‘Flooding misery highlights importance of maintaining adequate insurance for your commercial property’ warns property expert

Steven Gandley, Associate Director, Project & Building Consultancy at DTZ in Birmingham:

“With the UK being battered by extreme winds and torrential downpours which have caused chaos in recent weeks, leaving hundreds of home owners and businesses devastated and with bills for reinstatement works running into thousands of pounds, the importance of appropriate building insurance and property protection has never been so pertinent.

“Landlords and tenants alike need to ensure and maintain adequate insurance for the cost of building reinstatement in the event of a major incident. Recent estimates from insurance groups estimate that 77% of buildings are undervalued for insurance purposes and the result is that landlords and owners may not fully recoup the full cost of a building’s reinstatement, leaving them exposed and facing a funding gap. Businesses should also consider whether their contents and stock is also adequately insured.

“Ensuring that your business incident plan is reviewed and implemented may not only protect your property but may also limit disruption to your businesses activities during and after the main event.

“The proximity to watercourses, railway lines, adjacent buildings and their uses, together with location and any site constraints, can all have significant cost implications if not included within the reinstatement assessment, and therefore affecting the type and level of insurance required.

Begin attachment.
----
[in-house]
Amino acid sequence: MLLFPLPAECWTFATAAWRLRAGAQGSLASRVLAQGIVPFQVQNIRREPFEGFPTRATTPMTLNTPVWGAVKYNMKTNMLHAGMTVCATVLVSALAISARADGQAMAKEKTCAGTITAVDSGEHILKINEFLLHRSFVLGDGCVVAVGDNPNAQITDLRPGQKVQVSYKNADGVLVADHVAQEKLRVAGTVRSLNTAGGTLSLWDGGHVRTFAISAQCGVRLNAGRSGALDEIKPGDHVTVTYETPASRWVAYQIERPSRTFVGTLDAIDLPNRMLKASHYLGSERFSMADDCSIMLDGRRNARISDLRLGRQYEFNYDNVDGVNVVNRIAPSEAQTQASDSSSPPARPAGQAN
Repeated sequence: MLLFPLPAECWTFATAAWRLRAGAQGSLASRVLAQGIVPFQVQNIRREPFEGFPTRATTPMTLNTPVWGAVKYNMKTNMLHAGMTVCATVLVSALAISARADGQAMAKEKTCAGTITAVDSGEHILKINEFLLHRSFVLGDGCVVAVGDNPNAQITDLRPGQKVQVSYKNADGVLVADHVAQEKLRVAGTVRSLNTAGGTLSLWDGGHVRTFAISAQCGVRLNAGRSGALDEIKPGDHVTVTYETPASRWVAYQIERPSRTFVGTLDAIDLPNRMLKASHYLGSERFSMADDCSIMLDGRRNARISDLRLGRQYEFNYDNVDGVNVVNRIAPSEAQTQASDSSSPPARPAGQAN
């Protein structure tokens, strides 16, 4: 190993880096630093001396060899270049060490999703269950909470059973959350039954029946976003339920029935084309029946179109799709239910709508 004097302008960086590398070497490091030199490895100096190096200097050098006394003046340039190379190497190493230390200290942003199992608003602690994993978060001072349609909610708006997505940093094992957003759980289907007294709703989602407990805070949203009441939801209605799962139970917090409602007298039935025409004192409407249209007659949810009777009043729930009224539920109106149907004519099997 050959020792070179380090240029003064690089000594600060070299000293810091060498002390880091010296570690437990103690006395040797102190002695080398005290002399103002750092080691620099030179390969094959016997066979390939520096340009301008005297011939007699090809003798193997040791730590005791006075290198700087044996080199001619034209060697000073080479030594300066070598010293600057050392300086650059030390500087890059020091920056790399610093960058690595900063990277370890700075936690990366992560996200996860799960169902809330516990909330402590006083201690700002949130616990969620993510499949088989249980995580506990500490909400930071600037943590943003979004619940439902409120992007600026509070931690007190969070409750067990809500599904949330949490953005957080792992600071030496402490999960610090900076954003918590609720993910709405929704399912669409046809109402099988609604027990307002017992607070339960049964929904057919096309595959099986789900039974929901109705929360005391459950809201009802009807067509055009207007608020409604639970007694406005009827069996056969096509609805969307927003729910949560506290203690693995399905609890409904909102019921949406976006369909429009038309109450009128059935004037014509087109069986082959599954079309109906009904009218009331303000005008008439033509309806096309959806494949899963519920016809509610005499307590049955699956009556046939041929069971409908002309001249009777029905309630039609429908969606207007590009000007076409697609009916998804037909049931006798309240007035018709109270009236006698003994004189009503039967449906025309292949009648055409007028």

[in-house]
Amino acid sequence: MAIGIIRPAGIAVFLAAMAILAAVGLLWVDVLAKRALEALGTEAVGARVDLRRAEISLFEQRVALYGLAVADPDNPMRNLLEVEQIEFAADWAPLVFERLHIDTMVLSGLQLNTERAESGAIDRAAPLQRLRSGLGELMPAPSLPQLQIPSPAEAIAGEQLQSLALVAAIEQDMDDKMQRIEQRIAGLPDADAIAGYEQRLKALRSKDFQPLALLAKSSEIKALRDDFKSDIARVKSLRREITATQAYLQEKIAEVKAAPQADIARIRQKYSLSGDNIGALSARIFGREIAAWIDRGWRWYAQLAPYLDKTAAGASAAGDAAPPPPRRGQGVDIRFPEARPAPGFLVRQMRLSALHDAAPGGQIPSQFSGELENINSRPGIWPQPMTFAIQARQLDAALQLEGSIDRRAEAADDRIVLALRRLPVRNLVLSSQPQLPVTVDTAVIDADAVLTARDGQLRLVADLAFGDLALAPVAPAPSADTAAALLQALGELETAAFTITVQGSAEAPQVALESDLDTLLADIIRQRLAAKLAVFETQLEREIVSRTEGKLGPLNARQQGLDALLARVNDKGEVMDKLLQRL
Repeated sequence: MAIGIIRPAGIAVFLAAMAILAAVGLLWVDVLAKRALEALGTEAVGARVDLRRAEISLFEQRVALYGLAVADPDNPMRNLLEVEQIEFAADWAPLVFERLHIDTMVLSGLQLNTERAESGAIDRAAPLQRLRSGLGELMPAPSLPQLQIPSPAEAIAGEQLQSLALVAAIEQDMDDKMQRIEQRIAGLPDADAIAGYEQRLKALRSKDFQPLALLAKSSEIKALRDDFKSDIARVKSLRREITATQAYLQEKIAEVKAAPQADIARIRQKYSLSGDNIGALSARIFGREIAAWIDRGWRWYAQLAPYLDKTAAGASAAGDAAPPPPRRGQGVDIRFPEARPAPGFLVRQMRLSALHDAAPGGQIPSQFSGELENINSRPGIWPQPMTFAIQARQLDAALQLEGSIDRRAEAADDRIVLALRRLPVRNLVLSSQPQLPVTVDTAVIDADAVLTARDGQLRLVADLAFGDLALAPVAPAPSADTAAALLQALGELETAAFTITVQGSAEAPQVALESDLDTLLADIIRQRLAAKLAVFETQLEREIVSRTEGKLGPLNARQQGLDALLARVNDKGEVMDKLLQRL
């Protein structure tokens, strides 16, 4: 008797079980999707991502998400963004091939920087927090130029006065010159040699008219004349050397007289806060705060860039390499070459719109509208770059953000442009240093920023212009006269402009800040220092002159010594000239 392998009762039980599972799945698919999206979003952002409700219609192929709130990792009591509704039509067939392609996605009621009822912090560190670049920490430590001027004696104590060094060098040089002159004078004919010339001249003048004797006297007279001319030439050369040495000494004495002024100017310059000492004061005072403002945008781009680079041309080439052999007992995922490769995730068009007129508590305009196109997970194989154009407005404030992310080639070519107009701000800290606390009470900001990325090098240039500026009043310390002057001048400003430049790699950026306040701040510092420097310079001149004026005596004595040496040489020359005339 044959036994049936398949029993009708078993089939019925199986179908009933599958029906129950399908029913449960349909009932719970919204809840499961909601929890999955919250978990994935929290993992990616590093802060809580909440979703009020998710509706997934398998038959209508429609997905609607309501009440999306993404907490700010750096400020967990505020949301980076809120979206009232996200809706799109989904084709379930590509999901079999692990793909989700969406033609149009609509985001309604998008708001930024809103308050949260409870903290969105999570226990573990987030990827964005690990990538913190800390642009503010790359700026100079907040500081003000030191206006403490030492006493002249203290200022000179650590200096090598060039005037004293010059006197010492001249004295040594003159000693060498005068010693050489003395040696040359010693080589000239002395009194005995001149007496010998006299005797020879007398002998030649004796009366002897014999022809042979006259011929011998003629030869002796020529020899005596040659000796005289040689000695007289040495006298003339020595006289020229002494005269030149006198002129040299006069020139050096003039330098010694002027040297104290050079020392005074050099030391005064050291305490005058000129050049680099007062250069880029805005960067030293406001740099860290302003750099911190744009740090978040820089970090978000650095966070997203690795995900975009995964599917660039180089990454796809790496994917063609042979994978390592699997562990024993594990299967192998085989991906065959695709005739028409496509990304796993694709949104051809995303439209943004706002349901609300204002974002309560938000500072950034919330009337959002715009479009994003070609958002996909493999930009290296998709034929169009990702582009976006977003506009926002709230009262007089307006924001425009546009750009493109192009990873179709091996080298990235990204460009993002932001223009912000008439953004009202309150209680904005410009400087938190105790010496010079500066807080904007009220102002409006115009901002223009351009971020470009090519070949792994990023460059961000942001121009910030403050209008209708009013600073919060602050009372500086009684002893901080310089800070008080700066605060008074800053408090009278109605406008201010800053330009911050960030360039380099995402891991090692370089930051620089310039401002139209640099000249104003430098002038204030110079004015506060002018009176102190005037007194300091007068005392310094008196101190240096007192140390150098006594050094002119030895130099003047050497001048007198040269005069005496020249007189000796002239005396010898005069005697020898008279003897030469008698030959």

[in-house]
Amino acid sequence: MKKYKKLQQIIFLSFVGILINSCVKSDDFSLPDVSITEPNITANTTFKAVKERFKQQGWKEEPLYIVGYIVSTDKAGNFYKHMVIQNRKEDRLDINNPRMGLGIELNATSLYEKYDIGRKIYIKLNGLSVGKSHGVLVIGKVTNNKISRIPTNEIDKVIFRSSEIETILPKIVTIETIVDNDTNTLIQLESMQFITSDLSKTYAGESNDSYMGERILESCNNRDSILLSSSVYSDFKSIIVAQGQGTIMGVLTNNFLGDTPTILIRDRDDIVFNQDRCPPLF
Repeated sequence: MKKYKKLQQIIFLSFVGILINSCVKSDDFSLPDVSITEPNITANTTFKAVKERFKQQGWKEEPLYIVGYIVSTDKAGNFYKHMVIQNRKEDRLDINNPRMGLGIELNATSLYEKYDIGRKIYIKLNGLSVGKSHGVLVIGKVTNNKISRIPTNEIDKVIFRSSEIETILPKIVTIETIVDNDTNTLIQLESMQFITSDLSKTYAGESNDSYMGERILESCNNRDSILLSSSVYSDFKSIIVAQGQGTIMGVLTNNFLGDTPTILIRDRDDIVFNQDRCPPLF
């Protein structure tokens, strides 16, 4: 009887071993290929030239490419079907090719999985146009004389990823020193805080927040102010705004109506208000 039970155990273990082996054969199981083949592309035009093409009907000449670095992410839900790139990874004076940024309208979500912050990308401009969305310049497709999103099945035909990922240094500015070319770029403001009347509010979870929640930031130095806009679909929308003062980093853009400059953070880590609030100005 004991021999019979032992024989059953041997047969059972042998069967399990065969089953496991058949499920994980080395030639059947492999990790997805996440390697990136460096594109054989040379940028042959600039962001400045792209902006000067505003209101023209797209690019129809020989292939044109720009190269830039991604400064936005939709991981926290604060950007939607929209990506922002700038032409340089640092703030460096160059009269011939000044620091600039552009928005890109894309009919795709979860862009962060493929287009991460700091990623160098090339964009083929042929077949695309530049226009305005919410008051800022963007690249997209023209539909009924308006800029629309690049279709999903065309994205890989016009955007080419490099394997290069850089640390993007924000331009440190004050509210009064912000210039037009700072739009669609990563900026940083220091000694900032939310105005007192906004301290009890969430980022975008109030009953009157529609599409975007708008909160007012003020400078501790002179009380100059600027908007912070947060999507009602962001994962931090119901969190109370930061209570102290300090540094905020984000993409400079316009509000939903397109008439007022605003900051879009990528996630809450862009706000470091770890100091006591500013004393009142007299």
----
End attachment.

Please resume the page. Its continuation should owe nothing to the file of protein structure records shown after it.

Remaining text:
“Whilst there is a need for landlords to drive down ‘unnecessary’ expenditure in terms of the cost of assessments and associated insurance premium increases, the sheer scale of fire and flooding highlights the importance of regular insurance assessments in line with RICS recommendations.

“These regular assessments are driven by the volatility of the construction market coupled with wider macro and micro-economic influences, and present significant regional variations. The factors combine and impact upon local build costs, making construction pricing difficult. As a result, there is a need to undertake regular reassessments using appropriately qualified personnel rather than simply uplifting existing figures by rough percentages. Indeed, it is generally accepted best practice to undertake a full scale remeasure or survey every three years, together with annual desktop reviews.

“With most commercial leases allowing the landlord to recover the costs of a surveyor’s fees in the provision of Building Reinstatement Cost Assessments (BRCAs) the above advice – if followed – forms part of the good and effective management of a property portfolio.”